Global Lung Ca Deaths Expected to Rise 43% Among Women by 2030

Every year more people in New Zealand die of lung cancer than breast cancer, prostate cancer, and melanoma combined.

Air pollution has emerged as a major factor for lung cancer in India, especially among those below the age of 40, suggests a new study conducted by Sir Ganga Ram Hospital (SGRH), Delhi, along with Lung Care Foundation.

The researchers found that compared to middle-income countries, high-income countries have the highest projected mortality rates for both lung and breast cancer in 2030.

Breast cancer deaths in Europe will remain the highest in the world, although rates are projected to continue trending downward in 2030. These differences are related to lifestyles: smoking has been developing in women for a long time in Europe and Oceania, resulting in an increase in the number of women affected by lung cancer.

Lung cancer is unfortunately one of those diseases where symptoms may not present until the late stages, when treatment options are limited, and the survival rate is very low. Conversely, the breast cancer mortality rate is expected to decrease.

"While we have made great strides in reducing breast cancer mortality globally, lung cancer mortality rates among women are on the rise worldwide", said Martínez-Sánchez. Asian populations are increasingly adopting the Western way of life, but the latter is associated with higher rates of obesity and higher alcohol consumption, which can increase the risk of breast cancer.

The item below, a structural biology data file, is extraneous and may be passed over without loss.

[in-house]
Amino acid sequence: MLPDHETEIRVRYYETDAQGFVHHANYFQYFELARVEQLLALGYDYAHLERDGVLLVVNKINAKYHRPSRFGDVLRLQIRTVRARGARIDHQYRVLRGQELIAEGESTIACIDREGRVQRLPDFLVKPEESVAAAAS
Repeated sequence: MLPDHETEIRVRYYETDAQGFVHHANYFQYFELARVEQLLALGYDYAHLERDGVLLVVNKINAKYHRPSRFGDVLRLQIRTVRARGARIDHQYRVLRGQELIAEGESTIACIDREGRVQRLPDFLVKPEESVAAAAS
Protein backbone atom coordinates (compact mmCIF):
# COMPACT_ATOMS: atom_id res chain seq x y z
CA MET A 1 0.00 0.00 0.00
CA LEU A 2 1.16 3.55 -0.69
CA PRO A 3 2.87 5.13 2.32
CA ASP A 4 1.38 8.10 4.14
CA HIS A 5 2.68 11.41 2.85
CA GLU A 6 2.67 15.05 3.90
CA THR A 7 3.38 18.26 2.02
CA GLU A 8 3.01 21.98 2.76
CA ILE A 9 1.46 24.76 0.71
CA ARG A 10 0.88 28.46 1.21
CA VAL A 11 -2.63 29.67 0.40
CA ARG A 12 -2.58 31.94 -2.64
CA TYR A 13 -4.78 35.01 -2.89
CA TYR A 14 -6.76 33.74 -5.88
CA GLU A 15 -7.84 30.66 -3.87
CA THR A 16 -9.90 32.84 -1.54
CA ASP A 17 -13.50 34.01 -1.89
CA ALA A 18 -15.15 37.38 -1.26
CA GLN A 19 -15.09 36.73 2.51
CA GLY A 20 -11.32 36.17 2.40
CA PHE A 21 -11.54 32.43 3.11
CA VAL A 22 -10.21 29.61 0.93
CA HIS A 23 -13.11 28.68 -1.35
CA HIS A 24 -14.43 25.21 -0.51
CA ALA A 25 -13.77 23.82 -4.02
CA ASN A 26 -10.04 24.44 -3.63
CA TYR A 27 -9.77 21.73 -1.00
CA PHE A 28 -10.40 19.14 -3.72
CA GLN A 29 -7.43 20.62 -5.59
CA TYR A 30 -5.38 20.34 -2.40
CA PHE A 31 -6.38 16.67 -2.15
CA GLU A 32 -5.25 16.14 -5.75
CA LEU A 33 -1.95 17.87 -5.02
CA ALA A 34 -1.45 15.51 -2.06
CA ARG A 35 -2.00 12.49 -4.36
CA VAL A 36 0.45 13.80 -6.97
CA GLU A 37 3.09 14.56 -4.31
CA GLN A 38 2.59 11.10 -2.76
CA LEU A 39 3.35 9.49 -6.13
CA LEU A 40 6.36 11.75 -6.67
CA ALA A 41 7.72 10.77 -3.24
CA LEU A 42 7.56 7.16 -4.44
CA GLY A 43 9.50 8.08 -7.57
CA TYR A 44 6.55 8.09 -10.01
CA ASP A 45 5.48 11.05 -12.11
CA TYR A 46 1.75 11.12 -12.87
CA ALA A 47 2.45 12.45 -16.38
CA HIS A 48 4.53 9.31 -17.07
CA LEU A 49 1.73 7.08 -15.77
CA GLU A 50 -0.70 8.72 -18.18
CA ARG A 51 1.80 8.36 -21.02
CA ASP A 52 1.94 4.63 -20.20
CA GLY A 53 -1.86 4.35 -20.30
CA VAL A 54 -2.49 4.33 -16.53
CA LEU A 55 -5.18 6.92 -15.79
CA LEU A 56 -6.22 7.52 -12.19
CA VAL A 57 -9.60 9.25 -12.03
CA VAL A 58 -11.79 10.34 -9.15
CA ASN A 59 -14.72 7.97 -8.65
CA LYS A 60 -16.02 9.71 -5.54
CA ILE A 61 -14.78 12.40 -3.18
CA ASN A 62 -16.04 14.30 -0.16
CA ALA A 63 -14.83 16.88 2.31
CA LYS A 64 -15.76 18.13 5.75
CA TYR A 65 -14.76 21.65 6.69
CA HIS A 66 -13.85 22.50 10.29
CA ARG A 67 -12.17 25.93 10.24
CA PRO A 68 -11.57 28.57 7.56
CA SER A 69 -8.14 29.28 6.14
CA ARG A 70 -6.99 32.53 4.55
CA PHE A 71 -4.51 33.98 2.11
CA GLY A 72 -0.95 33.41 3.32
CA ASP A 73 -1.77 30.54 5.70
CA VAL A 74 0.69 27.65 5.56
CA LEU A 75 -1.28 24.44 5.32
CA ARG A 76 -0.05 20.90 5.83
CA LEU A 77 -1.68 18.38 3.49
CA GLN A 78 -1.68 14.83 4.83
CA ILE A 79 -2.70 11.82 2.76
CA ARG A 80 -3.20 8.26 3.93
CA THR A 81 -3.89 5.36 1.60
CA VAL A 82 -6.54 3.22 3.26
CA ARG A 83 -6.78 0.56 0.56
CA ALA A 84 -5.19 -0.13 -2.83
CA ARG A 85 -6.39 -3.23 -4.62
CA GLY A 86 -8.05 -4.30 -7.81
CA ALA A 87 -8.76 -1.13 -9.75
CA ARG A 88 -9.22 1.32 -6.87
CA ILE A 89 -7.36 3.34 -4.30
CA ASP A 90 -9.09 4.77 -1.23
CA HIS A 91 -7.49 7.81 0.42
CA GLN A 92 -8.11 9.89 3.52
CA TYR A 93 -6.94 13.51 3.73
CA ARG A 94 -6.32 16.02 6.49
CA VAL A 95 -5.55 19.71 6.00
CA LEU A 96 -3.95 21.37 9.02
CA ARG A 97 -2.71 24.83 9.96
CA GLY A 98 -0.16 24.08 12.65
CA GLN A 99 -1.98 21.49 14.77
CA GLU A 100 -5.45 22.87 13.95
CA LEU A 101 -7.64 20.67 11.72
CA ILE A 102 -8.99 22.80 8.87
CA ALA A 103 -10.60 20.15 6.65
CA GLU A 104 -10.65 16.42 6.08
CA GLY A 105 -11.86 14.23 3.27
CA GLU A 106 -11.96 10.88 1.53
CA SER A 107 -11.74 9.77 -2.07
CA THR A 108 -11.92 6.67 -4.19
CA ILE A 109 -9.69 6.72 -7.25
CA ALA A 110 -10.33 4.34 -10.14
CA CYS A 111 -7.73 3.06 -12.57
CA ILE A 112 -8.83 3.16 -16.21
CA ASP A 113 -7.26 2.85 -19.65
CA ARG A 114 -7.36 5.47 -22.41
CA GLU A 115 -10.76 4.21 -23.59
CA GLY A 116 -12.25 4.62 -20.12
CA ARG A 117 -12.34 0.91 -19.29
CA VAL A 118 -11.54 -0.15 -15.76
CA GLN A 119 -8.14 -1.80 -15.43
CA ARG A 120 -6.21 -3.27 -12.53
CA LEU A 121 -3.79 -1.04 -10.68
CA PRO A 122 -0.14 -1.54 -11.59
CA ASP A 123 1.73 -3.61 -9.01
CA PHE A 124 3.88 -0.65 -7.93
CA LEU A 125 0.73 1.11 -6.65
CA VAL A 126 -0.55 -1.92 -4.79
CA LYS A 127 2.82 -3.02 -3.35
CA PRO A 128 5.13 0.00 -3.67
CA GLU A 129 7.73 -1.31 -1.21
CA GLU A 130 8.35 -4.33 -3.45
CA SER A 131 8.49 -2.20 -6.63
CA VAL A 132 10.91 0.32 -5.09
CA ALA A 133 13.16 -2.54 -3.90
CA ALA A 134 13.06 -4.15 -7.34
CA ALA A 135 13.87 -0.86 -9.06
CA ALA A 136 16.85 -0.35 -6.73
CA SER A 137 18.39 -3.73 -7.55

Unfortunately lung cancer is a silent killer in the sense most of the patient are diagnosed at the advanced stage, most of the early tumors the symptoms are mild to severe cough, chest pain these are often missed in the early stages of cancer. "On the other hand, we are witnessing a decrease in breast cancer mortality in Europe, which may be related to the awareness of breast cancer among this population, leading to active participation in screening programs and the improvement of treatments". "The percentage of non-smokers detected with lung cancer was 70% in the younger age group (less than 50 years)".

The necessity of projecting future mortality trends based on the assumption that recent trends will remain relatively unchanged was a study limitation.

Martin-Sanchez and co-authors disclosed no relevant relationships with industry.